AMC will premiere the first of Breaking Bad’s eight final episodes on Sunday, Aug. 11. One of this century’s most brilliant television shows is coming to an end. But is it also the end of an era?
If you’re not familiar with Breaking Bad, first of all, get Netflix and watch it. Second of all, you should know it’s the story of Walter White (played by Bryan Cranston), a high school chemistry teacher diagnosed with lung cancer who puts his scientific skills to use creating a new form of blue-colored methamphetamine. His shiftless former student, Jesse Pinkman (played by Aaron Paul), indoctrinates him into the drug business.
The last five seasons have been devoted to the slow-growing meth empire they’ve built together, as well as Walt’s transition from middle-class defeatist to amoral megalomaniac. Cranston has won three Emmys for his performance, and Paul has won two.
I have a close family member who is a recovering meth addict. I was always impressed by the incredible accuracy of Jesse Pinkman’s world. Most “tweakers” I’ve met are poor, uneducated white kids. They really do call themselves things like “Combo,” “Badger,” and “Skinny Pete”—nicknames that should belong to characters in Peter Pan.
In season two’s “Peekaboo” episode, Jesse goes to confront a heavily addicted couple who ripped him off and finds their severely neglected young son living in squalor. That episode always gets to me because I know that there are many children living in those conditions right now in the neighborhood where I grew up. No doubt here in Portland, too.
But to its credit, Breaking Bad has never really been about drug use or drug addiction as much as it’s about the addiction to money. “Are we in the meth business or the money business?” Jesse famously asks Walt in season five.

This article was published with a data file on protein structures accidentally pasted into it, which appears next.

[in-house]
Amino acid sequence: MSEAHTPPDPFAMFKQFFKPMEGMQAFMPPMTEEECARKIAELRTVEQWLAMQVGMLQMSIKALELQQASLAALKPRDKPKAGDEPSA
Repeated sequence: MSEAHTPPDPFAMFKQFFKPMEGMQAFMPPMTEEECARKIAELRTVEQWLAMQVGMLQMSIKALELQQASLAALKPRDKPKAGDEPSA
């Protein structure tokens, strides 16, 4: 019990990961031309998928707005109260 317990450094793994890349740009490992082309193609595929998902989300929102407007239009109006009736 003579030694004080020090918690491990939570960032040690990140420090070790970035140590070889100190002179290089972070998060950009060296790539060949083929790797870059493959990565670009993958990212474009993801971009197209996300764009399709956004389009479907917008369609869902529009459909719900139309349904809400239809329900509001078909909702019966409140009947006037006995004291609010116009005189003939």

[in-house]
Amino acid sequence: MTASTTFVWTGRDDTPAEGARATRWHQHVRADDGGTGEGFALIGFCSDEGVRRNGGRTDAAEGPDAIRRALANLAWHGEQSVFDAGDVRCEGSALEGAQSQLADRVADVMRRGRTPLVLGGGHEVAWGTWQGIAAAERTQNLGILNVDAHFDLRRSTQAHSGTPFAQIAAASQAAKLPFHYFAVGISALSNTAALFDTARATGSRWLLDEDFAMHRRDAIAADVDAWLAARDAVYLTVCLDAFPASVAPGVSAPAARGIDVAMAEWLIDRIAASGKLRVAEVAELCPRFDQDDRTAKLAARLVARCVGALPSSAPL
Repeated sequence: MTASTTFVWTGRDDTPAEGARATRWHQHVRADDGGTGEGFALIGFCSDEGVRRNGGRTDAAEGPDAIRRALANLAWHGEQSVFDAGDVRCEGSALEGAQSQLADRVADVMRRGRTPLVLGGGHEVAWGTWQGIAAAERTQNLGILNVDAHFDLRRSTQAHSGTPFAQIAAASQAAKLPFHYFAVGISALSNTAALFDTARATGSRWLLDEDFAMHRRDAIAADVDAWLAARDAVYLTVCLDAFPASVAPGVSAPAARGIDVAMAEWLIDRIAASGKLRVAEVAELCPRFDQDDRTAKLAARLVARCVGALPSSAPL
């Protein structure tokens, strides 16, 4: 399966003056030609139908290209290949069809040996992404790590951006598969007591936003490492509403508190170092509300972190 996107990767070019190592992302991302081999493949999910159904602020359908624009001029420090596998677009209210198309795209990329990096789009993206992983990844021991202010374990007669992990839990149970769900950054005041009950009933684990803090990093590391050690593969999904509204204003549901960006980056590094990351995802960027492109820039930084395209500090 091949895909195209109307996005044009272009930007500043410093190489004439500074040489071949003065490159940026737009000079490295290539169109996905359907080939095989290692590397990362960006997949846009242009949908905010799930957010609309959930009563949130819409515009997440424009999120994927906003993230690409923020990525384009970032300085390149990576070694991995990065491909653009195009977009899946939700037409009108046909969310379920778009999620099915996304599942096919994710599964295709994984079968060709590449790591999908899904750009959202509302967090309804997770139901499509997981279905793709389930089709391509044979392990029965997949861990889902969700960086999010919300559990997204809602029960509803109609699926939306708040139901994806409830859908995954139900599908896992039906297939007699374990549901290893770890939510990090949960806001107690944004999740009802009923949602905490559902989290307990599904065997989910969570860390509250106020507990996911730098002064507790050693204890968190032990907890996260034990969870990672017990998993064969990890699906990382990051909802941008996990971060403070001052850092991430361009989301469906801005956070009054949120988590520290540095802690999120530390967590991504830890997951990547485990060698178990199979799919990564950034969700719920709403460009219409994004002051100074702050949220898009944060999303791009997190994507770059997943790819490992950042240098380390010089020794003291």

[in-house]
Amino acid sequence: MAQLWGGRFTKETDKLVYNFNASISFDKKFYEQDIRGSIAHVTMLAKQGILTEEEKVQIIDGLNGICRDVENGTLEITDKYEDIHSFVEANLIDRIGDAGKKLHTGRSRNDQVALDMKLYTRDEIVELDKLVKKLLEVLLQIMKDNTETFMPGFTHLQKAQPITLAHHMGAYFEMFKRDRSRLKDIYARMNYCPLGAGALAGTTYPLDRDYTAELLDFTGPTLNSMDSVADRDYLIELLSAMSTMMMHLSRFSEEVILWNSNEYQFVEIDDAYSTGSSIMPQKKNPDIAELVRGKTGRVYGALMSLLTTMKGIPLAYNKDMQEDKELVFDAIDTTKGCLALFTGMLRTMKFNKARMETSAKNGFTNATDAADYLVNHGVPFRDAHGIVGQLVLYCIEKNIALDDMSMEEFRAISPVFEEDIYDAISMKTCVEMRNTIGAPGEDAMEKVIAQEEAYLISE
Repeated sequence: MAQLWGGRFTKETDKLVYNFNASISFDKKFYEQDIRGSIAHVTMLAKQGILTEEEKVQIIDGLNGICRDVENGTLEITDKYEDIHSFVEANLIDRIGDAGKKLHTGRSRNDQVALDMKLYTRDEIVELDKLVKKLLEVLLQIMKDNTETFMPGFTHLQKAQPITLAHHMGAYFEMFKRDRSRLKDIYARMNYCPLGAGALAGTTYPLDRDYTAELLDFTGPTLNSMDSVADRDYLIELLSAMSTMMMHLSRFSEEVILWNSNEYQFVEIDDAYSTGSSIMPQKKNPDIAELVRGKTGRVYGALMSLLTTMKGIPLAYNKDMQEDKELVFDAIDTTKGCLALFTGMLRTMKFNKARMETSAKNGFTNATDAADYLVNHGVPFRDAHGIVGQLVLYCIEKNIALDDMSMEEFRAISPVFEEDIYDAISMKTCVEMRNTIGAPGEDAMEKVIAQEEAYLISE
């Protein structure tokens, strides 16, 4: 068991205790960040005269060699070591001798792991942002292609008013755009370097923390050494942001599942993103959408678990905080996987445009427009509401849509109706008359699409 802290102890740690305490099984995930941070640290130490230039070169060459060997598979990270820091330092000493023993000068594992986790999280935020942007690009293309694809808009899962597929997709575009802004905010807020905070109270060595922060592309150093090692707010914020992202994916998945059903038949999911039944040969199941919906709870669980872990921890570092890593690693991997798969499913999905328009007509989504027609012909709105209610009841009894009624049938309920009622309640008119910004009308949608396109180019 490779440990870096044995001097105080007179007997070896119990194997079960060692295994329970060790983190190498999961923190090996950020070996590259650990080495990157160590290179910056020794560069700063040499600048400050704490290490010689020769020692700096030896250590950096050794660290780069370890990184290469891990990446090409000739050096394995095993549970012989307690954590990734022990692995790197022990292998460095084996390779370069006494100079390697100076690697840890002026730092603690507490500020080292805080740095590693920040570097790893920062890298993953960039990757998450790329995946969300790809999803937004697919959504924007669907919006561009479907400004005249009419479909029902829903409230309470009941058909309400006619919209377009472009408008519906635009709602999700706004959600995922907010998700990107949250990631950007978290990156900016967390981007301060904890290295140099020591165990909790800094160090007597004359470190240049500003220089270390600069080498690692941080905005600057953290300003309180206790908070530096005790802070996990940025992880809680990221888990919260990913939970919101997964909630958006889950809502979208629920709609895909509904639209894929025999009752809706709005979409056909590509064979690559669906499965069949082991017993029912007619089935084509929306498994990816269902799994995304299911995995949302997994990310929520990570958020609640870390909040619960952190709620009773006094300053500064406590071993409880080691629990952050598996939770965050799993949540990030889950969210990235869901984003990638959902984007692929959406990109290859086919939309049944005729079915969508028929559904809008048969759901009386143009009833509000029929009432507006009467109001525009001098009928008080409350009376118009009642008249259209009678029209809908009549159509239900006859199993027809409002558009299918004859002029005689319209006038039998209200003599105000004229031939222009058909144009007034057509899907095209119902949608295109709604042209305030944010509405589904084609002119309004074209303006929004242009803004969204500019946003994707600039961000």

The show premiered on Jan. 20, 2008. The Great Recession we’ve all been dealing with for the past five years began in December 2007. Just last week, President Barack Obama gave a speech declaring the recession over. Walter White’s story has turned out to be roughly the same length.
Since early 2008, there have been dozens of television nods to the “new normal” caused by the Great Recession. Everything from Storage Wars to 2 Broke Girls has painted a picture of debt, struggle and the wacky lengths sitcom characters will go to to put food on the table.
As someone who grew up poor, I admit I tend to roll my eyes at these attempts to dramatize financial problems. Alyssa Rosenberg wrote an interesting piece about this for political blog Think Progress last year. She talked about Ponzi schemes used as dramatic plot points, characters paying their student loans off with a party and a plethora of unrealistic depictions of the complicated issues facing real Americans.
But cable, as usual, is much closer to getting things right. Even though shows like Shameless and Weeds feature some highly unrealistic situations, there’s still an undercurrent of authenticity. Even the symbolism of a collapsed society full of zombies in The Walking Dead has the ability to speak to our times.
Breaking Bad might be the best example of recession-era television. Walt is potentially a genius who missed his chance to be part of a multibillion dollar corporation. His potential, not as a chemist but as a bread-winner, was never realized. His ability to make money is tied to his self-worth from the beginning.
Mounting medical bills frequently come into play on the show. Not only is Walt afraid to die and leave his pregnant wife and disabled son penniless, but the cost of his treatment would be way more than they could bear. Many families have probably gone through similar experiences, burdened with the knowledge that you can’t be diagnosed with a serious illness in this country without you and your family incurring an incredible amount of debt.
The issue of who is going to finance the medical expenses comes up again in season four, when Walt and his wife, Skyler (Anna Gunn), devise a cover story so they can pay for physical therapy for Hank (Dean Norris) after he is gravely wounded by agents of a Mexican drug cartel. Hank works for the Drug Enforcement Agency, and yet the only way he can get the care he needs is with hundreds of thousands of dollars of meth money.
Last season, it was Skyler’s revelation of a storage locker full of Walt’s money that caused him to finally reconsider his line of work. Breaking Bad has many themes, but the corrupting power of cash seems to be one of the biggest ones. How much is too much? Is your humanity inevitably corroded if you belong to the 1 percent of people who have more money than they could ever spend?
It remains to be seen whether America will actually learn anything from the Great Recession. But for the last five years, Breaking Bad has been smart and superb at asking the right questions. Man, I’m really going to miss it.